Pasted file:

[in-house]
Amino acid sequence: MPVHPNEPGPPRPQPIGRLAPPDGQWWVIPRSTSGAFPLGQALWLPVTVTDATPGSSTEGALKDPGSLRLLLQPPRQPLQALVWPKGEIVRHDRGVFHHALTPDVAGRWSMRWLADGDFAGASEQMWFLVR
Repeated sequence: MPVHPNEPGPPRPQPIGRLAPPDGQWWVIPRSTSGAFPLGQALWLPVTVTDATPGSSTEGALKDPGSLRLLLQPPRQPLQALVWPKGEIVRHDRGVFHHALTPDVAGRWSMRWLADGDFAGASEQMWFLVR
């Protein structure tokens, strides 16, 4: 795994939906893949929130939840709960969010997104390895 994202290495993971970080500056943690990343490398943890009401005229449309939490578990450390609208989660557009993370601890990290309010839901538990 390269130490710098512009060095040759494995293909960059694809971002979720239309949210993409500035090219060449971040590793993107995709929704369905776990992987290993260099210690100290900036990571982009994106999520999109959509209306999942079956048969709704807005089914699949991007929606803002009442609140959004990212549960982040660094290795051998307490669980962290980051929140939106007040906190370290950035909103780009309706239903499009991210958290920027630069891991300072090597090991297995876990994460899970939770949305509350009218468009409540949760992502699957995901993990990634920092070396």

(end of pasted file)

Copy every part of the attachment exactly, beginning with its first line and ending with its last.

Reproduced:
[in-house]
Amino acid sequence: MPVHPNEPGPPRPQPIGRLAPPDGQWWVIPRSTSGAFPLGQALWLPVTVTDATPGSSTEGALKDPGSLRLLLQPPRQPLQALVWPKGEIVRHDRGVFHHALTPDVAGRWSMRWLADGDFAGASEQMWFLVR
Repeated sequence: MPVHPNEPGPPRPQPIGRLAPPDGQWWVIPRSTSGAFPLGQALWLPVTVTDATPGSSTEGALKDPGSLRLLLQPPRQPLQALVWPKGEIVRHDRGVFHHALTPDVAGRWSMRWLADGDFAGASEQMWFLVR
């Protein structure tokens, strides 16, 4: 795994939906893949929130939840709960969010997104390895 994202290495993971970080500056943690990343490398943890009401005229449309939490578990450390609208989660557009993370601890990290309010839901538990 390269130490710098512009060095040759494995293909960059694809971002979720239309949210993409500035090219060449971040590793993107995709929704369905776990992987290993260099210690100290900036990571982009994106999520999109959509209306999942079956048969709704807005089914699949991007929606803002009442609140959004990212549960982040660094290795051998307490669980962290980051929140939106007040906190370290950035909103780009309706239903499009991210958290920027630069891991300072090597090991297995876990994460899970939770949305509350009218468009409540949760992502699957995901993990990634920092070396």